"Today, we got started by reviewing the analogies problems the student completed as part of his homework. I introduced two main strategies that he should use when approaching these problems. First, he should look at the parts of speech of the two words in the prompt and look for an answer choice with the same two parts of speech. For example, if the first prompt word is a noun and the second an adjective, 99% of the time the correct answer will be " [noun] is to [adjective] " as well. This is a good way for him to start ruling out incorrect choices.
The second strategy is what I call "use it in a sentence". This involves inserting the two prompt words into a simple, straightforward sentence demonstrating their relationship. No need to be creative, the simpler the better, as it will be easier to remember this way. So for the question:
1. Zoology is to animals as
(A) Geology is to rocks
(B) Biology is to petroleum
(C) Weather is to meteorology
(D) Philosophy is to government
(E) Insect is to etymology
Our sentence might be "Zoology is the study of animals." From here, we insert each of the pairs of answer words in place of the prompt pair and look for which two words create a sentence that makes logical sense and demonstrates the same relationship as the original sentence. So we would rule out:
(B) "Biology is the study of petroleum"
(C) "Weather is the study of meteorology"
(D) "Philosophy is the study of government"
(E) "Insect is the study of etymology"
leaving us with the correct choice: (A) "Geology is the study of rocks"
After teaching him these two strategies, he went on to complete two more sections of analogies both with perfect scores. I'm completely confident this won't be a problem area for him at all We're going to keep crunching some key vocab words and word roots over this week, so by Saturday we should be in good shape.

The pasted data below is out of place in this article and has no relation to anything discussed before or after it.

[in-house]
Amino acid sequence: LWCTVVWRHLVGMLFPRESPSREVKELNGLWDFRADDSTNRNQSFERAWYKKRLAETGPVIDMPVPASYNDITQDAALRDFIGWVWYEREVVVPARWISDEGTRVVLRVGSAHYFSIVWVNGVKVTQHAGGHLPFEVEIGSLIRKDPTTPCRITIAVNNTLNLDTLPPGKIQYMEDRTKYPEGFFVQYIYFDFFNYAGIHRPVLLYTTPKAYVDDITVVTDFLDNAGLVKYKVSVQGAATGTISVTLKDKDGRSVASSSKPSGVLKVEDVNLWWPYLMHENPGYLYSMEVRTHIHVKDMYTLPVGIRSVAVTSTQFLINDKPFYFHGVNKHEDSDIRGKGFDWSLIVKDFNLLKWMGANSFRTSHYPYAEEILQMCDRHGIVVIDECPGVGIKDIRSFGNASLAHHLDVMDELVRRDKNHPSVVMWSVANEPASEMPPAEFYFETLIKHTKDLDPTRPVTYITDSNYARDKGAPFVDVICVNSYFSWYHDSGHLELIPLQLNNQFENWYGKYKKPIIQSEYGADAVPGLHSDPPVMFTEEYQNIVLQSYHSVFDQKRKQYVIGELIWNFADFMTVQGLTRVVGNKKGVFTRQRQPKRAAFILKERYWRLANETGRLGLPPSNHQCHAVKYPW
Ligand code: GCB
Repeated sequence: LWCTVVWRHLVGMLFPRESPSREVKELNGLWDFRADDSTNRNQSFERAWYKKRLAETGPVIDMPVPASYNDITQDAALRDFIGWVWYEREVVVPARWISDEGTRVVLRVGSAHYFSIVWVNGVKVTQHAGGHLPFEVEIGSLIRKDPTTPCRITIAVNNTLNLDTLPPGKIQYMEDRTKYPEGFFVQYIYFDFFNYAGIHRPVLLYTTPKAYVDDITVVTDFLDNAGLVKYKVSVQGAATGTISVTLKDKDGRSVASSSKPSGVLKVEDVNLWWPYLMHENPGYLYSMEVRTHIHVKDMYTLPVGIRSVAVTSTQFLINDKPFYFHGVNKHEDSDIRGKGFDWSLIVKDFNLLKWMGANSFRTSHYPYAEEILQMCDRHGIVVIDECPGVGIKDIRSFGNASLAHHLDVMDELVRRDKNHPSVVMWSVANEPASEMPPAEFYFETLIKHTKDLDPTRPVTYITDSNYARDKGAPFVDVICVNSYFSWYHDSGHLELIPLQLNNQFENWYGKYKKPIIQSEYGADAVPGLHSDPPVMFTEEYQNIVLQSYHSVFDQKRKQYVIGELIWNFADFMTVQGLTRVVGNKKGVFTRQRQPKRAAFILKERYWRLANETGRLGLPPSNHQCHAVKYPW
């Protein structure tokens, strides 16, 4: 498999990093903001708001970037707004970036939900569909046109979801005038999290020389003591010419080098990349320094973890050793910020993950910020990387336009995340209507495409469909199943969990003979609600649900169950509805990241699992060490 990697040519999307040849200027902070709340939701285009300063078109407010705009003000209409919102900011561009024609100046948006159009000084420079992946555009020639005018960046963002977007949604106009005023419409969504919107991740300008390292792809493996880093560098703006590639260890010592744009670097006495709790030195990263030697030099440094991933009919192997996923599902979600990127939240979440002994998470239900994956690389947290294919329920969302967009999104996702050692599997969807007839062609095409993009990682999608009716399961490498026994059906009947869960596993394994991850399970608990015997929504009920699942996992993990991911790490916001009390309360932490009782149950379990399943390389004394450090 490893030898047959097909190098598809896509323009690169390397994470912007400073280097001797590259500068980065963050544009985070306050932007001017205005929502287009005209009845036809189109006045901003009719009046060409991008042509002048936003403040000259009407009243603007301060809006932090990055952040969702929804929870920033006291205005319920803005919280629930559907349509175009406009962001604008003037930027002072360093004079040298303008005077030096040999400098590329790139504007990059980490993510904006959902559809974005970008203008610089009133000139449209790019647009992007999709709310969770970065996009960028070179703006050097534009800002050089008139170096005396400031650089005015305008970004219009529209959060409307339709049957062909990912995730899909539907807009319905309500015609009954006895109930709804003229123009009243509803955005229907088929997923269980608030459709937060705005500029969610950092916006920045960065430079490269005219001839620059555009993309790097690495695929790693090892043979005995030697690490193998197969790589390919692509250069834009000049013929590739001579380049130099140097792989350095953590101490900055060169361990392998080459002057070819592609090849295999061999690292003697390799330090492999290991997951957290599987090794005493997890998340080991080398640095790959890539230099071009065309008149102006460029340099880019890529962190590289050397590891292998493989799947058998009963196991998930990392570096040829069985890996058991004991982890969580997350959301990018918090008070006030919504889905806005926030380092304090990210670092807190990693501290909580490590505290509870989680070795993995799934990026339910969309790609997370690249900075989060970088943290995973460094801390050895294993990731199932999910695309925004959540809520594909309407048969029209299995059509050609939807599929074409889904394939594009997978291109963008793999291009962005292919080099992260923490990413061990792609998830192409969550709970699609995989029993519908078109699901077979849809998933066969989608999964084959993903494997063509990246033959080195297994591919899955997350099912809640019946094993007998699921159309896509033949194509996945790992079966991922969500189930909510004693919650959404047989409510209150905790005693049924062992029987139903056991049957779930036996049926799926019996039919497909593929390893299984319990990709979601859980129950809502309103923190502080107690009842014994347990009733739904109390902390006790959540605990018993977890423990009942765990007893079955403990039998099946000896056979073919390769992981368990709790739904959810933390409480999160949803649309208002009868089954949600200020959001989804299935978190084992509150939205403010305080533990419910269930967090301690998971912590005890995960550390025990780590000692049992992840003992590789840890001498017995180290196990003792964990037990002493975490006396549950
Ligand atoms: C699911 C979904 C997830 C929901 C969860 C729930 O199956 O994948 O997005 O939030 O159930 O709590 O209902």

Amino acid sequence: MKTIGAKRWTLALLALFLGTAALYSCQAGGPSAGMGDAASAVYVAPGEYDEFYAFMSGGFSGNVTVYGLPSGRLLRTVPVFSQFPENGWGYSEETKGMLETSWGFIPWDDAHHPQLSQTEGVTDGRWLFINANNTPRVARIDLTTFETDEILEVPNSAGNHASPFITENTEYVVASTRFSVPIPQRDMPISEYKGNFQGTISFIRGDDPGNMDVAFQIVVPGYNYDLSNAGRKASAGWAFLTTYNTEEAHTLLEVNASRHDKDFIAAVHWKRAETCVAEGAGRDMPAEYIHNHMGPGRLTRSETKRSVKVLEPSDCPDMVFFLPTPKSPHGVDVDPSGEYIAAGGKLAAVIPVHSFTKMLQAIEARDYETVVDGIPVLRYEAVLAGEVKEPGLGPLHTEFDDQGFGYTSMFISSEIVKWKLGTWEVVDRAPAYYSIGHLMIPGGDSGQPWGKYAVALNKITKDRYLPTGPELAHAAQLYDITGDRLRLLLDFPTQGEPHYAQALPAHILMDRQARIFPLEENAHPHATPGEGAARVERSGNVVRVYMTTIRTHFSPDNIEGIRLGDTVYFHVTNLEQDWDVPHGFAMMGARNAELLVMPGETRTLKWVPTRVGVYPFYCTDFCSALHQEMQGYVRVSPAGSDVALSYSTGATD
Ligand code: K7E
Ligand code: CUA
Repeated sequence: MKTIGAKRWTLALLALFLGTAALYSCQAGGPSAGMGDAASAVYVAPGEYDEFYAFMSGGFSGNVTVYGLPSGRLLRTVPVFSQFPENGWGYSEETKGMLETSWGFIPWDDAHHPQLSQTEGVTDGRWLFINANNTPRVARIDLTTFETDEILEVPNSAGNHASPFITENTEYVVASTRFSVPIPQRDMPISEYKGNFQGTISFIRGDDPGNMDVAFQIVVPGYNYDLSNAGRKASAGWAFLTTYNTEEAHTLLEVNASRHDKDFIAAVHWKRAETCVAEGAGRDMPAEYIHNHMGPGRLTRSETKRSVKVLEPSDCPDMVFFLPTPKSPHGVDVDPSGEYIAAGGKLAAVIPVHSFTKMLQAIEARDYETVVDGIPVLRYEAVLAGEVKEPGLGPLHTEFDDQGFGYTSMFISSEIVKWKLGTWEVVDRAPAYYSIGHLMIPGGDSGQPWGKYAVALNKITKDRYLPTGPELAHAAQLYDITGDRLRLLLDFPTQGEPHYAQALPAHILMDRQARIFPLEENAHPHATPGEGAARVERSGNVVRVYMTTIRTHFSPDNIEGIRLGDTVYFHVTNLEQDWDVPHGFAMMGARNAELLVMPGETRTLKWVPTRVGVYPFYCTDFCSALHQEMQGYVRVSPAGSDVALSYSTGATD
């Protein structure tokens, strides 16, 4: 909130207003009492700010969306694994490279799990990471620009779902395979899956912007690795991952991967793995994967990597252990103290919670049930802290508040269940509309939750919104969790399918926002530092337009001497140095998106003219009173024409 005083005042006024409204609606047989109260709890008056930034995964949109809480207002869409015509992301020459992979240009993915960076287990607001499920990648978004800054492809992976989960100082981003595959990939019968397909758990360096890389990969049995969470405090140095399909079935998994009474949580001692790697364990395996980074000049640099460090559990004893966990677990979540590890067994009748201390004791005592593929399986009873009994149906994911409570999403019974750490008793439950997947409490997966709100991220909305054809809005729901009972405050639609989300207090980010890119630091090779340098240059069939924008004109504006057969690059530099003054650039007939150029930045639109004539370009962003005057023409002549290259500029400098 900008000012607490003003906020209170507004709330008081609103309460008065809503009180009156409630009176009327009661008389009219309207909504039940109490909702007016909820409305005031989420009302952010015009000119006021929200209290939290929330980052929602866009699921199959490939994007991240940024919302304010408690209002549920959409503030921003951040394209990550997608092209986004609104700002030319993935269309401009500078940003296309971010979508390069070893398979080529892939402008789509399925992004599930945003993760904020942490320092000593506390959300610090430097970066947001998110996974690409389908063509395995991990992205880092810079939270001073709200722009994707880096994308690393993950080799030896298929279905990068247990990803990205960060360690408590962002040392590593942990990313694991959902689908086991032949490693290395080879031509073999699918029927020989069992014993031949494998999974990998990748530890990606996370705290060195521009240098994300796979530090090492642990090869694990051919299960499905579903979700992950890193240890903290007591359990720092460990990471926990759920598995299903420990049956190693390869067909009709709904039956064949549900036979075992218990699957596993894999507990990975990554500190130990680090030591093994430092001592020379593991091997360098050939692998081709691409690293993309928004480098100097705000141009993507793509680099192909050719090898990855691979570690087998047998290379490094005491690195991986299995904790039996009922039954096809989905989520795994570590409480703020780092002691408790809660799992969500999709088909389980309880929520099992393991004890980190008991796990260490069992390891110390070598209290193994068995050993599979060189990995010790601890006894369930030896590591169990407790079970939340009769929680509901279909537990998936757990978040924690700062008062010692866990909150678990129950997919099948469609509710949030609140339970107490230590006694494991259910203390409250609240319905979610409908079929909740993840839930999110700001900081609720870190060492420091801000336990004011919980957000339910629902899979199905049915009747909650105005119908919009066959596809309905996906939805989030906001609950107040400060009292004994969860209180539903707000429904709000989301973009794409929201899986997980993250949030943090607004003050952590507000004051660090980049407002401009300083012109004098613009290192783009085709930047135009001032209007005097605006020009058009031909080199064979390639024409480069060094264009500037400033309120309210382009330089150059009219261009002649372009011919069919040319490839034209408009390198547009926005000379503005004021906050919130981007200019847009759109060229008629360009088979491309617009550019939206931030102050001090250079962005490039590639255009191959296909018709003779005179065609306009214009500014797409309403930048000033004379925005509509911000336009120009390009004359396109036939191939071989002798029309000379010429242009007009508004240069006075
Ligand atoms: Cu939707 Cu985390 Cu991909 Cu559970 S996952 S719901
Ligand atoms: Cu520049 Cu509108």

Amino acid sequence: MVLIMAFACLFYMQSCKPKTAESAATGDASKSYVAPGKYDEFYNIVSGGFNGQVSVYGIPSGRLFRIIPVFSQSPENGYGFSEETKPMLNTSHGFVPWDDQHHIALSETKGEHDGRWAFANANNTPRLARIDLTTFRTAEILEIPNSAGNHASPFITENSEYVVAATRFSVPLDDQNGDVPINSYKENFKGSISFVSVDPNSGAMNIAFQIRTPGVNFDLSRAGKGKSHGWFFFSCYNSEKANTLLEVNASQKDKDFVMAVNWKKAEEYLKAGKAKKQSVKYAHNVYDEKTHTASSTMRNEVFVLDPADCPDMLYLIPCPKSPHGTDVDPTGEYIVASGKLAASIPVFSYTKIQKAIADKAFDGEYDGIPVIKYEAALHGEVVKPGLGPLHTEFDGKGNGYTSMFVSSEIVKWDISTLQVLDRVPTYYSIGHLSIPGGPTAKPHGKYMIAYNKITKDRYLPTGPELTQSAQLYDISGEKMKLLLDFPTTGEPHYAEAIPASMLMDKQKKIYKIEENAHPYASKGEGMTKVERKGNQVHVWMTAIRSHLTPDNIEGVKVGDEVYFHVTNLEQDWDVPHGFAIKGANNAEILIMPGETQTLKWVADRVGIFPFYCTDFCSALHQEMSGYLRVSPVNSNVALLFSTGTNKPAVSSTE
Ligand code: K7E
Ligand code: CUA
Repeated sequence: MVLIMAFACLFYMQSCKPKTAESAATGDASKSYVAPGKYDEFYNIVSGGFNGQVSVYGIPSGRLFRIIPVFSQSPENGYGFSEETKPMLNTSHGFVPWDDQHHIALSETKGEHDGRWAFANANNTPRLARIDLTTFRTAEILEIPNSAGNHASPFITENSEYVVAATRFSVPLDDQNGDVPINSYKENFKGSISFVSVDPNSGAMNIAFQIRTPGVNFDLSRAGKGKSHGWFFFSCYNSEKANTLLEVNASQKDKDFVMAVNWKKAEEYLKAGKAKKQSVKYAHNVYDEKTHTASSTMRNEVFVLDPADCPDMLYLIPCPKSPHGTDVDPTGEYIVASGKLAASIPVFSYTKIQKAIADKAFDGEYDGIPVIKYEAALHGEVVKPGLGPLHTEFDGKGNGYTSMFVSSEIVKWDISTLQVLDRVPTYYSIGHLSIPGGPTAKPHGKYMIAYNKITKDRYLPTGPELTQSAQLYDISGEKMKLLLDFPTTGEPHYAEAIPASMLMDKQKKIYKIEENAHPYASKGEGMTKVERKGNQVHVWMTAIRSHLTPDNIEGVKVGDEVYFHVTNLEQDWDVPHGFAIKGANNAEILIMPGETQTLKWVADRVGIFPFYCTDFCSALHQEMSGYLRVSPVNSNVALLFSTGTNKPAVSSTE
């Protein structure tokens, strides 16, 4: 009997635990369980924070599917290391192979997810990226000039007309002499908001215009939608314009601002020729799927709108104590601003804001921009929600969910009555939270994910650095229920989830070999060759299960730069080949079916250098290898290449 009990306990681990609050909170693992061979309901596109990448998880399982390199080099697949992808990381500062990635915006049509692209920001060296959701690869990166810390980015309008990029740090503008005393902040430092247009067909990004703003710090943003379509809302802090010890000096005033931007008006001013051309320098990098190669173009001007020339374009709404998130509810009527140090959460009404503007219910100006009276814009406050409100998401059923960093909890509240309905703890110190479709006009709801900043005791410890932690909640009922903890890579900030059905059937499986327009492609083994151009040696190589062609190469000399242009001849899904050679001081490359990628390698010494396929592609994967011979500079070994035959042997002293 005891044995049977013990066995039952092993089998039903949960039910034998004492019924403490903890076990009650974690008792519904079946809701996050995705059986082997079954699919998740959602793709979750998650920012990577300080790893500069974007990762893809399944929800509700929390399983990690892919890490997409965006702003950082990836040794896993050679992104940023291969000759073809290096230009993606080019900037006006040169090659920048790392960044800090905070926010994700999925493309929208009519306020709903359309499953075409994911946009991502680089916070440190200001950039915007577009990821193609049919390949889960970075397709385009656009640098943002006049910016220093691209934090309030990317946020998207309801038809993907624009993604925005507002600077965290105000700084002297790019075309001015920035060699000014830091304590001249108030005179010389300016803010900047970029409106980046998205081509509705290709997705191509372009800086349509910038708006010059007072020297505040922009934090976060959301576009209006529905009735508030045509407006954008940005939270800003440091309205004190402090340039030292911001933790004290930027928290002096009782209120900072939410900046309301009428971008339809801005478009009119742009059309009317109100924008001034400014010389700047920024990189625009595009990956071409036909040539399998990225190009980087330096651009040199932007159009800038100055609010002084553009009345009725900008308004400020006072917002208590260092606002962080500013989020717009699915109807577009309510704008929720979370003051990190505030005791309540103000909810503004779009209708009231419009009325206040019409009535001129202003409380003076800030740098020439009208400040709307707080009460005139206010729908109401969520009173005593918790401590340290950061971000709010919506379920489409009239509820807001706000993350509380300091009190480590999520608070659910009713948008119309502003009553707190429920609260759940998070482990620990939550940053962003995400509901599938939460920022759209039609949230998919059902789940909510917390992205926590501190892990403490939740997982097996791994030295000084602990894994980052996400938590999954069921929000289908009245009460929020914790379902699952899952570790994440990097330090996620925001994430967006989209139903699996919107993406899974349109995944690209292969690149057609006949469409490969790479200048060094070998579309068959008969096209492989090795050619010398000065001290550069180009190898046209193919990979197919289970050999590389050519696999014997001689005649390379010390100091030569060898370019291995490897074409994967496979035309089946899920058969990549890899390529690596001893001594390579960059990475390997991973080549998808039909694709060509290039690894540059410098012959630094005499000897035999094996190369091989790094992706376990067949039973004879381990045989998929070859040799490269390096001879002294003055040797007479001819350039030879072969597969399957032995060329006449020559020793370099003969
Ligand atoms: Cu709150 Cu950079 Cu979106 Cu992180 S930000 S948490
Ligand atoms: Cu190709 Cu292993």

Moving on from analogies, he completed three reading comprehension sections independently. The first was a very abstract narrative about healing and human connection, the second was a poem, and the third was an excerpt from a science journal. Predictably, he fared better (in fact he got every question right) on the science passage than on the first two. The point I drove home here was that the test makers are going to try to trip him and his classmates up by throwing in super abstract, poetic, "flowery" passages that they'll look at and immediately think "I have no idea what's going on here." This throws off their confidence and their focus and mistakenly leads them to believe they need to apply some other strategy or approach than they would use on the more fact-based passages. Nothing could be further from the truth. They just need to keep their cool and not be intimidated by the abstract nature of these passages and apply the same strategies we've been honing all along. Boys in particular tend to stumble on these readings, but by Saturday, he will know not to panic when he sees them.
For homework, I'm having him finish the remaining reading comp sections on his own. This will reserve the time we have together over the next week for talking through strategy and going over any questions he missed (as opposed to me waiting on the other end of the phone for him to work through readings during our sessions). I also want him to study the new vocab words I added to his running dictionary."